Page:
This is an important topic. Rolling consists of two trades. First and foremost, when you want to exit the front month (or any) troubled iron condor, or part of an iron condor, then do it. That’s the position that places you at risk right now, and that’s your priority.
    Once that is closed, it may or may not be a good time to open a new position. If you do, choose that position based on what you want to own right now. Pay NO attention to whether it cost this or that cash to ‘roll.’
    If you ignore the fact that it’s a roll and look at it as two separate spreads, then you will be making two good trades. One to exit a risky position. The other to open a position that suits your needs now. If you allow the cost of the ‘roll’ to affect your decision then you will NOT own a good position.
    When you have a loss that makes you uncomfortable, take it and move on. Do not worry about collecting enough cash to recover that loss. Your goal is NOT to recover that loss. Your goal is to make money today, tomorrow, and in the future. the past is the past and it’s done. Forget about it (except for lessons learned).
    Yes, the kite gets costly near expiration, and also more risky. I think it’s best as an early play – before insurance is badly needed.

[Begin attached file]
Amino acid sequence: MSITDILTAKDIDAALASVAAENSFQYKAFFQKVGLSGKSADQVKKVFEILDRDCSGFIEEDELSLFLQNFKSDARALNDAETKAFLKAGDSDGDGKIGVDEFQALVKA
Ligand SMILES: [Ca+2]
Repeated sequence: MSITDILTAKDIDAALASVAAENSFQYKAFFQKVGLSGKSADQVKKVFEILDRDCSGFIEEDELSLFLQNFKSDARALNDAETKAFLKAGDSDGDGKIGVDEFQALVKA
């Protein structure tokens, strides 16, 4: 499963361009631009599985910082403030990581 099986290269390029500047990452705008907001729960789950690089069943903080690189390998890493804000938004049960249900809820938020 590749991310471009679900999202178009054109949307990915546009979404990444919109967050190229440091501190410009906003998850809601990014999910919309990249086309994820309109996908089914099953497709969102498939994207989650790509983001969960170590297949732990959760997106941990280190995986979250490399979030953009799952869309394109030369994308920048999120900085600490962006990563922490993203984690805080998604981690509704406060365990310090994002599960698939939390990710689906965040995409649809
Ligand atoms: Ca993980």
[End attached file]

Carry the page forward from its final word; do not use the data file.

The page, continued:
11. Brian 12/05/2010 at 9:08 AM #

    this comment should be printed out and displayed in plain view every day:
    “Do not worry about collecting enough cash to recover that loss. Your goal is NOT to recover that loss. Your goal is to make money today, tomorrow, and in the future. the past is the past and it’s done. Forget about it (except for lessons learned).”
    I’ve seen you say this multiple times, yet it is still so easy to fall into that trap — looking at a losing position and thinking that the next trade has to recover the loss(or some of it), rather than looking at the next trade as a new trade, on its own merits.
    If/when one can internalize that mindset, it seems like that is a big step on the option trader’s journey.

  12. Mark Wolfinger 12/05/2010 at 11:13 AM #

    The truth is that there is some psychological satisfaction in recovering a loss. That’s why it is so difficult to dissuade people from making the attempt.
    At the end of the day, your account is worth exactly the same, but if you convert a loser into a break even, that just ‘feels better’ that losing $1,000 and making that $1,000 from a different trade.
    A good trader recognizes that the difference is probability. Continuing to own a bad trade is far less likely to make $1,000 than opening a new ‘good’ trade.
    I don’t know why people think this way – but my guess is that ‘losing’ hurts more than ‘winning’ feels good. A case of emotions getting in the way of logic.
    It is well understood that most people would rather ‘not lose’ than win. It’s the same cash, but the mindset is different.
    Thanks for sharing your thoughts.